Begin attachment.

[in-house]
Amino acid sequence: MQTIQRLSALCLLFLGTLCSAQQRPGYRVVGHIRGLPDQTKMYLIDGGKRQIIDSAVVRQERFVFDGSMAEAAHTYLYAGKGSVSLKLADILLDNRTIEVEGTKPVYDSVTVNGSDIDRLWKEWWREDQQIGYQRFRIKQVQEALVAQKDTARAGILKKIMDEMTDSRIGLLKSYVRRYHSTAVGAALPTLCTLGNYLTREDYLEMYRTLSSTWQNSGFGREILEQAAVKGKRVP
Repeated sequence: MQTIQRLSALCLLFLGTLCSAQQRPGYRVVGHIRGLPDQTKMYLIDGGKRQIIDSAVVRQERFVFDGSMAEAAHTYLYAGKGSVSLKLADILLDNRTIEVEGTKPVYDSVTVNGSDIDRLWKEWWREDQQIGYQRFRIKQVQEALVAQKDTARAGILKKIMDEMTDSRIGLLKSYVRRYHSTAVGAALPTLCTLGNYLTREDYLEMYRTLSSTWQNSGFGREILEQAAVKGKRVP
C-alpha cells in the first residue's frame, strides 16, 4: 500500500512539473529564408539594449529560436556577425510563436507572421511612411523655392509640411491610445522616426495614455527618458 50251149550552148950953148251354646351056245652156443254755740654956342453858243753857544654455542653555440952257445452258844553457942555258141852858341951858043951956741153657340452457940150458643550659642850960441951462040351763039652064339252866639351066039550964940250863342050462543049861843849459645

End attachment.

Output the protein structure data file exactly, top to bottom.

[in-house]
Amino acid sequence: MQTIQRLSALCLLFLGTLCSAQQRPGYRVVGHIRGLPDQTKMYLIDGGKRQIIDSAVVRQERFVFDGSMAEAAHTYLYAGKGSVSLKLADILLDNRTIEVEGTKPVYDSVTVNGSDIDRLWKEWWREDQQIGYQRFRIKQVQEALVAQKDTARAGILKKIMDEMTDSRIGLLKSYVRRYHSTAVGAALPTLCTLGNYLTREDYLEMYRTLSSTWQNSGFGREILEQAAVKGKRVP
Repeated sequence: MQTIQRLSALCLLFLGTLCSAQQRPGYRVVGHIRGLPDQTKMYLIDGGKRQIIDSAVVRQERFVFDGSMAEAAHTYLYAGKGSVSLKLADILLDNRTIEVEGTKPVYDSVTVNGSDIDRLWKEWWREDQQIGYQRFRIKQVQEALVAQKDTARAGILKKIMDEMTDSRIGLLKSYVRRYHSTAVGAALPTLCTLGNYLTREDYLEMYRTLSSTWQNSGFGREILEQAAVKGKRVP
C-alpha cells in the first residue's frame, strides 16, 4: 500500500512539473529564408539594449529560436556577425510563436507572421511612411523655392509640411491610445522616426495614455527618458 50251149550552148950953148251354646351056245652156443254755740654956342453858243753857544654455542653555440952257445452258844553457942555258141852858341951858043951956741153657340452457940150458643550659642850960441951462040351763039652064339252866639351066039550964940250863342050462543049861843849459645